At the present time, Medicare and other third-party insurers authorize vertebral augmentation for pain management.  Both vertebroplasty and kyphoplasty are outpatient procedures that also can be performed on an inpatient basis. Vertebroplasty is a delivery of an orthopaedic “cement” (polymethylmethacrylate) mixed with barium. Under fluoroscopy or CT guidance, the orthopaedic cement is administered into the fractured vertebral body through placement of one to two needles. There is often no height restoration of the fractured vertebral body.

Kyphoplasty is a delivery of PMMA mixed with barium into the vertebral body after balloon dilation of the vertebral body.   There are other forms of kyphoplasty that can improve the height of a compressed vertebral body.  VA can be safely performed on up to three fractured vertebral bodies at any given time.

Vertebroplasty

Before:

The interventional radiologist will review your imaging studies and may require additional imaging studies and/or a consultation.  You may be asked to stop certain anticoagulants several days prior to the procedure, and may be directed to consult the physician who prescribed them.  You may continue to take your other medications as usual.   Eight hours prior to the procedure, stop eating solid foods. You may continue drinking liquids up to four hours prior to the procedure and taking your oral medications with few sips of water up to an hour prior to the procedure.    On the day of the procedure, wear loose comfortable clothing. Arrange for a designated driver to drive you home post-procedure.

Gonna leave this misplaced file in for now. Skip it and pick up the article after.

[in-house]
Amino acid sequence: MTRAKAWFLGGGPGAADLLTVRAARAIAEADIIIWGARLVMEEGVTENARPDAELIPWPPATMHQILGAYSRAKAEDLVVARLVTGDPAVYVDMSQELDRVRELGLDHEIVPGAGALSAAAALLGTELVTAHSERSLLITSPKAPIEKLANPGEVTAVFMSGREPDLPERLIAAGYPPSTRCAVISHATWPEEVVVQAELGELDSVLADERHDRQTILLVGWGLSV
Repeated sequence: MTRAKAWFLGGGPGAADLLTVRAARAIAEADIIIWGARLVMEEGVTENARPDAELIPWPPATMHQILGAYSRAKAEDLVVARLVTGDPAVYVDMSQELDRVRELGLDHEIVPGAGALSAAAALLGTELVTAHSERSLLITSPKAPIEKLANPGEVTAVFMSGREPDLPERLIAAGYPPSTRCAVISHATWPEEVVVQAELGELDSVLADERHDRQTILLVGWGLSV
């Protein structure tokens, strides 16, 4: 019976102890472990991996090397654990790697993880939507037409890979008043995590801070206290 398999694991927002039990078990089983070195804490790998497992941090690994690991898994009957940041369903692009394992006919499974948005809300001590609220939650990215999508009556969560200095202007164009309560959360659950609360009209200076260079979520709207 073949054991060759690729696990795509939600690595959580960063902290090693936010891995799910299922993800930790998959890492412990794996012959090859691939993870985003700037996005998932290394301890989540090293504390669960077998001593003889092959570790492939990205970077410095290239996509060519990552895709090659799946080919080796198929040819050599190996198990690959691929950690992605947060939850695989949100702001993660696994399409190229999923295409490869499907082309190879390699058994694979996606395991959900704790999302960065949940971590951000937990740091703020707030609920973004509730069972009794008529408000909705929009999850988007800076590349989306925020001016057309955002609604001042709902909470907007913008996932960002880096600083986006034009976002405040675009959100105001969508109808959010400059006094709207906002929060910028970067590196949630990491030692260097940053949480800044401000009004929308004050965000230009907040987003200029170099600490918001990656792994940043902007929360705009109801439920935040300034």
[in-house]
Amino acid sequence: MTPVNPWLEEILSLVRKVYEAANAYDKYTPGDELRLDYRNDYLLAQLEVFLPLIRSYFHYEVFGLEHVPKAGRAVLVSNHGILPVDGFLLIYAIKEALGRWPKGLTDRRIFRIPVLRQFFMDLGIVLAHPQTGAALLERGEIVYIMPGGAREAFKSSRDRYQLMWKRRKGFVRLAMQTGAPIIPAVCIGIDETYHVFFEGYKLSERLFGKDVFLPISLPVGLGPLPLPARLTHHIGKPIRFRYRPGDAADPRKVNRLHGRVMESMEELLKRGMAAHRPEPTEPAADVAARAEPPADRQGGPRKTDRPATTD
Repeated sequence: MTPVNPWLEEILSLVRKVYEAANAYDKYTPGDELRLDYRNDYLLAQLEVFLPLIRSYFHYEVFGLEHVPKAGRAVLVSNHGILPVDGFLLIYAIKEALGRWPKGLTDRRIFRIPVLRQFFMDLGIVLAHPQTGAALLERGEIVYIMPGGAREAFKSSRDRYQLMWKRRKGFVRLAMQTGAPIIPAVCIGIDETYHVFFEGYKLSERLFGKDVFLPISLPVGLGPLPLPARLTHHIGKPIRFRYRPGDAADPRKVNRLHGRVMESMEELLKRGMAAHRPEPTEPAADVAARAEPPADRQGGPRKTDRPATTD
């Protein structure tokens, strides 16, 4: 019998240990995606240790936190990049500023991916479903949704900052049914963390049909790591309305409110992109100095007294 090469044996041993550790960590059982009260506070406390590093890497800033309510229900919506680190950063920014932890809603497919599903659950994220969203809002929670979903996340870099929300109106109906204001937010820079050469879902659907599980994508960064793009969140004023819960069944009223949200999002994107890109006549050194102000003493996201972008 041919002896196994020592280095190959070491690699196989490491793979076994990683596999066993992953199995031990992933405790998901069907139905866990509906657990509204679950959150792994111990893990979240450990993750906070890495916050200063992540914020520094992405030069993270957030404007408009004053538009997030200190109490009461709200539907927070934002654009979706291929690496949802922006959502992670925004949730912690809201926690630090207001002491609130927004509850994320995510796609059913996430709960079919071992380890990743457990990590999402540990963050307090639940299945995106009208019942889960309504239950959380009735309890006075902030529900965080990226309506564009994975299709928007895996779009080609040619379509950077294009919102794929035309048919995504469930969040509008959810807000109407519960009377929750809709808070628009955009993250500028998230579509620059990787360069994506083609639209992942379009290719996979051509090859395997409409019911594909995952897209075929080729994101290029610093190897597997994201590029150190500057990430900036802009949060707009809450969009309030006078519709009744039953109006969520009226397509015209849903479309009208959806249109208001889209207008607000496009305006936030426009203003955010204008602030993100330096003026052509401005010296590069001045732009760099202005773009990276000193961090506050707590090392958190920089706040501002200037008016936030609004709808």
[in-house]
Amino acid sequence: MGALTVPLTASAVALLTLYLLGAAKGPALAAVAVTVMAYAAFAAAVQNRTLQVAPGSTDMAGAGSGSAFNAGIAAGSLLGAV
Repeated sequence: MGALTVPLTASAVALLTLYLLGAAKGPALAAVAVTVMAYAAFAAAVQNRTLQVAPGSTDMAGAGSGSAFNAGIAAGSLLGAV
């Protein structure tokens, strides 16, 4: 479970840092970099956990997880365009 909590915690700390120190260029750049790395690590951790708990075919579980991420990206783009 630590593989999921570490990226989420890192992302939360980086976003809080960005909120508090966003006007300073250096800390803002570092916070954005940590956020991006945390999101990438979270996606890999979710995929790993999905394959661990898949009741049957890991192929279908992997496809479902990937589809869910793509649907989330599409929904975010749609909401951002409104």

During:

An IV is started and an antibiotic administered post–procedure.   You are escorted to a fluoroscopy suite where the procedure is performed.   You lie on your stomach and conscious sedation is administered intravenously. After sterile prep of your back, a local anesthetic is administered. Under fluoroscopy, two needles are placed – one through each pedicle of the fractured vertebral body while the orthopaedic cement is introduced. The needles are then removed and adhesive bandages are placed over the puncture sites.  For one level, the procedure time is approximately 30 minutes.   For two or three levels, the procedure time is approximately 60 minutes.

After:

Depending on how quickly you recover from the sedation post-procedure, recovery is one to two hours. You may experience complete pain relief; however, some pain may return after 12 to 24 hours.  The immediate pain relief may be due to the long-acting local anesthetic.   A 50% pain relief post-procedure is considered a success.   Arrange for a designated driver to drive you home post-procedure. During your first night home, we prefer that you are not alone and have an adult with you. You are required to schedule a consultation with us two to three weeks post procedure, so that we may assess your progress.